Turf Wars

It’s been a shitty week.
Blah, blah, reasons, explanations, etc. The End.

I think we’re all just as tired as I am of the “Bri is not feeling well” story, and it’s time to flip the record over, so what we’re going to do today is talk about the weather.

Here, in my little corner of the world, the winter grass is beginning to go green again. Our loquat tree has started to bear fruit and everyone around me has commenced their hayfever season.

Barbecues clothed in cobwebs, dust, and the remnants of the final Summer Barbie are being cleaned off in preparation of warm weekends with friends, where the sun shines through wine glasses and dries out the least popular Hors d’oeuvres left to melt on the nibbles tray.

A short walk around the neighbourhood as dusk approaches becomes a cacophony of the persistent barking of dogs, put out by all the new people walking on their footpath, and the delighted shrieks of children, lost in a game of their own devising.

The absence of the cold wind biting into exposed flesh seems to slow the whole place down. People stop rushing from A to B, and start meandering. They look up and around them, at trees and buildings, unconsciously lifting their faces to the sun, like leaves on rainforest plants.

There is one group of people, however, who are greatly inconvenienced by the onset of warmer weather, and I’m not referring to those who suffer from allergies.

No. This Spring, pledge your support to the smokers of the world. Those committed souls who have braved the elements by spending all winter at those wind-battered outdoor café tables that nobody wanted to sit at. Think of how they feel each spring when hordes of families and trendy, judgemental people suddenly lay claim to those very same tables, simply because the weather is now sufficiently warm enough to cater to their delicate sensibilities.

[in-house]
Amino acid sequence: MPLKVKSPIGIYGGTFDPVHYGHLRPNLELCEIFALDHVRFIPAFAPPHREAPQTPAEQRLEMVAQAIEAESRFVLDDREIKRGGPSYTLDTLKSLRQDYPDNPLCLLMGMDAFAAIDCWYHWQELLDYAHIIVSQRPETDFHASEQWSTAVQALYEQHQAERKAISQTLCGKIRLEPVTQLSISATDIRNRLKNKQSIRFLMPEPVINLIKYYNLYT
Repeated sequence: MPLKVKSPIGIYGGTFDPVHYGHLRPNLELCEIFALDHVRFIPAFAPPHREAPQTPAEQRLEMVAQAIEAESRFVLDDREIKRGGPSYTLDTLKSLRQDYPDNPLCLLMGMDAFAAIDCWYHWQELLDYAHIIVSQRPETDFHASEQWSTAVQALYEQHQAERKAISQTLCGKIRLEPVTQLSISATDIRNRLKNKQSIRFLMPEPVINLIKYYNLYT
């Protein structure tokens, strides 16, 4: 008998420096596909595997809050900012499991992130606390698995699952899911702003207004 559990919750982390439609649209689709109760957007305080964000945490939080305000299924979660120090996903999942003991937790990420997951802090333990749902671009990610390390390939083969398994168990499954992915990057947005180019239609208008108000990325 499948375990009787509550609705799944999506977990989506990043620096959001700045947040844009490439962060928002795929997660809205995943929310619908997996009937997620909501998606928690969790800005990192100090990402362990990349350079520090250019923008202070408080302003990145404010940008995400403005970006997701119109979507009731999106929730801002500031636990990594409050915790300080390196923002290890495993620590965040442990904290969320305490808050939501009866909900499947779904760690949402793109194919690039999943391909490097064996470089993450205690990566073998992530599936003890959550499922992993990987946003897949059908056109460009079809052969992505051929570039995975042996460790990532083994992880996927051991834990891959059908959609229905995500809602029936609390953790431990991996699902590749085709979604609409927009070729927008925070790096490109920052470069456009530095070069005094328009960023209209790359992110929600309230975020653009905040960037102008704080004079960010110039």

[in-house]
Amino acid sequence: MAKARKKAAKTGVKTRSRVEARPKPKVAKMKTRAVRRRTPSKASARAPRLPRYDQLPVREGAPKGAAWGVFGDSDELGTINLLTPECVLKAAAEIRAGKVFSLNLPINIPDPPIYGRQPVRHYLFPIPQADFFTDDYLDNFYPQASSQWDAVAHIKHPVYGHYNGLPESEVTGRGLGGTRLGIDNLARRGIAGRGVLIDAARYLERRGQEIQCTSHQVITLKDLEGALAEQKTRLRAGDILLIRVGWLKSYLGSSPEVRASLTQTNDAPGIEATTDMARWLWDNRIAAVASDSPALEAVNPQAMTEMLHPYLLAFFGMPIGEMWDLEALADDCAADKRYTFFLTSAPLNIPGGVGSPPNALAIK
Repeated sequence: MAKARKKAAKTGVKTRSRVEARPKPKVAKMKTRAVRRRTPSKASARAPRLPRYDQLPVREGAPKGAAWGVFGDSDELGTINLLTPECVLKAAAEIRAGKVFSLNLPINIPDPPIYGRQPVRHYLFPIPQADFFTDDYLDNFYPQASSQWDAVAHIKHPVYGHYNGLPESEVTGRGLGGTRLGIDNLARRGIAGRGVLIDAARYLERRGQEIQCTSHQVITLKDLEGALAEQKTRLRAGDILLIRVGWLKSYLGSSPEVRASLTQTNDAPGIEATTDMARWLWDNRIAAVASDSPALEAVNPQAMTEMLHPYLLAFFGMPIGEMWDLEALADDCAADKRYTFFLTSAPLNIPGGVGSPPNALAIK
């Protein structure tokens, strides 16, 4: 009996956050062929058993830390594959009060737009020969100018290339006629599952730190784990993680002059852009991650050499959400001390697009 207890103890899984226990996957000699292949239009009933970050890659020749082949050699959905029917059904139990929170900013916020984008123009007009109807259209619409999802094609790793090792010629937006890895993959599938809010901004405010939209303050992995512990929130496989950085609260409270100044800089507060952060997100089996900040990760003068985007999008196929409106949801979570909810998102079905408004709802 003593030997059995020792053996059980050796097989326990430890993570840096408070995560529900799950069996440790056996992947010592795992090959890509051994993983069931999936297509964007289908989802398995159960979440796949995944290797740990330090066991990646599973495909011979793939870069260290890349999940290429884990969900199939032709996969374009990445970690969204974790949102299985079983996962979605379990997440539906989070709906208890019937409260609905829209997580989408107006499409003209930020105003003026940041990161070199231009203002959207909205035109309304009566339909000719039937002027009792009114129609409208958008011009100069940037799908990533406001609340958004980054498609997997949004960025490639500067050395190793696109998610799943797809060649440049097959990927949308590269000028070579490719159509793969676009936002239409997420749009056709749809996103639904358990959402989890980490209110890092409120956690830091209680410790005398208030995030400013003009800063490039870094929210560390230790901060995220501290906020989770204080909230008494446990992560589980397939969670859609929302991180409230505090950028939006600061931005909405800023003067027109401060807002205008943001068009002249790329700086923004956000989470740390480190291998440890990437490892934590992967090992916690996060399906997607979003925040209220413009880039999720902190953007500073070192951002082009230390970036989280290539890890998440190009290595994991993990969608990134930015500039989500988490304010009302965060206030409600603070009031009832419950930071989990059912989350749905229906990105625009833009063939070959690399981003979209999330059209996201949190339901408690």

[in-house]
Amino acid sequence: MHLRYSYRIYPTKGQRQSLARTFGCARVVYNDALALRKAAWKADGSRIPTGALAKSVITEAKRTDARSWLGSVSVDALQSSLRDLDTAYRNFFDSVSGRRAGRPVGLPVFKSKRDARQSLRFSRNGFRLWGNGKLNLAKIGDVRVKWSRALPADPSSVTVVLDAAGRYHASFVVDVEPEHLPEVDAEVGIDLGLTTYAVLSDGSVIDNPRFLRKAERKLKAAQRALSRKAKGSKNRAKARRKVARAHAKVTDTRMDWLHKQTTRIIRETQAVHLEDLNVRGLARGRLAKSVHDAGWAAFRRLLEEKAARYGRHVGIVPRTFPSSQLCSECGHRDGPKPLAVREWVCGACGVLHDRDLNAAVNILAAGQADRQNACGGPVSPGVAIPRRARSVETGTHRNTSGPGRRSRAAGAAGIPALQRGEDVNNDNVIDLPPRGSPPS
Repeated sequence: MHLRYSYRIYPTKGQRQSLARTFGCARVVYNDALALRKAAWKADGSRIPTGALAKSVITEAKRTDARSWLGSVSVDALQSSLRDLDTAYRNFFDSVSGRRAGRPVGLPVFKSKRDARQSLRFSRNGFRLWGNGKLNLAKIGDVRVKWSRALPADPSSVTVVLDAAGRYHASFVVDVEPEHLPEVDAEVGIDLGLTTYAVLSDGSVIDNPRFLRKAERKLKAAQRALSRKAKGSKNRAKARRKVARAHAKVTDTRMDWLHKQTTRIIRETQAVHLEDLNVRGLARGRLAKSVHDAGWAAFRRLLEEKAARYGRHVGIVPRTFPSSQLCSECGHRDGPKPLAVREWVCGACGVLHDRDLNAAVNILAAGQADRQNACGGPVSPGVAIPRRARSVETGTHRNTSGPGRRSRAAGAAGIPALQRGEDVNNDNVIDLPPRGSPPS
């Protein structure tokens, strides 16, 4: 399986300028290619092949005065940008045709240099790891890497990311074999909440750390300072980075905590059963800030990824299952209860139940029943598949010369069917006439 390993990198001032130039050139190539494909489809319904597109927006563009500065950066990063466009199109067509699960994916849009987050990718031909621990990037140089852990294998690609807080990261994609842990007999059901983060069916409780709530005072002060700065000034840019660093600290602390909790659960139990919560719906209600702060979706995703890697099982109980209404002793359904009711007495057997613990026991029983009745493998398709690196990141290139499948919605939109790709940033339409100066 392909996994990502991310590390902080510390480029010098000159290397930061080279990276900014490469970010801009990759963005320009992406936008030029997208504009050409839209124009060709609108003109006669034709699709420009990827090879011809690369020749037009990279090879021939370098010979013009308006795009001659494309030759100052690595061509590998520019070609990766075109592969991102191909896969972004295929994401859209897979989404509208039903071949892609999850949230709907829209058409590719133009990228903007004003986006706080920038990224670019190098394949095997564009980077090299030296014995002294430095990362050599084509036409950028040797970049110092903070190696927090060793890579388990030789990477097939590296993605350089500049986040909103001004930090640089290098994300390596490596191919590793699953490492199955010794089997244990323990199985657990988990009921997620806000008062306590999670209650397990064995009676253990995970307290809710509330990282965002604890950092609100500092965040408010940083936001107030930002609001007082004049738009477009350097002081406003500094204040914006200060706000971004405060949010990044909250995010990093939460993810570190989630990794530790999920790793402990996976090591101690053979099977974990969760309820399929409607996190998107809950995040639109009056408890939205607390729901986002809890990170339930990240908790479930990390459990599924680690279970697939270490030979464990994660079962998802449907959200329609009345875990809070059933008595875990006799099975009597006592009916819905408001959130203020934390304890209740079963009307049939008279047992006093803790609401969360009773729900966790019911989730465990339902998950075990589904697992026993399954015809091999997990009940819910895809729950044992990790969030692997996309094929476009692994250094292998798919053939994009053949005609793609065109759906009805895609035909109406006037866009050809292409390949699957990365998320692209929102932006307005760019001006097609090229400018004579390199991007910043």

Suddenly, the smoker has nowhere to sit for lunch. Those who manage to get a seat and have the audacity to actually light a cigarette in the smoking section are treated with contemptuous stares or at least a passive-aggressive coughing fit from someone two tables away, who, for the duration of the smoker’s entire meal, did not have any sign of a respiratory problem at all.

It is a great injustice against an already highly-persecuted percentage of the population and something must be done!

As smokers are already treated like a diseased/disabled part of our population, the same rules that apply on buses, forcing able-bodied passengers to vacate their seat for the elderly/pregnant/disabled, should also be applied to smokers’ seating at cafés.

If you’re not a smoker and you decide to take a table in the smoking section anyway because, well, you’re only having a coffee and there’s plenty of other seats anyway, you’d best be prepared to stand up for the rest of your café journey should a smoker require your seat.

After all, there are plenty of available seats inside. You really quite enjoyed them over the past three months.

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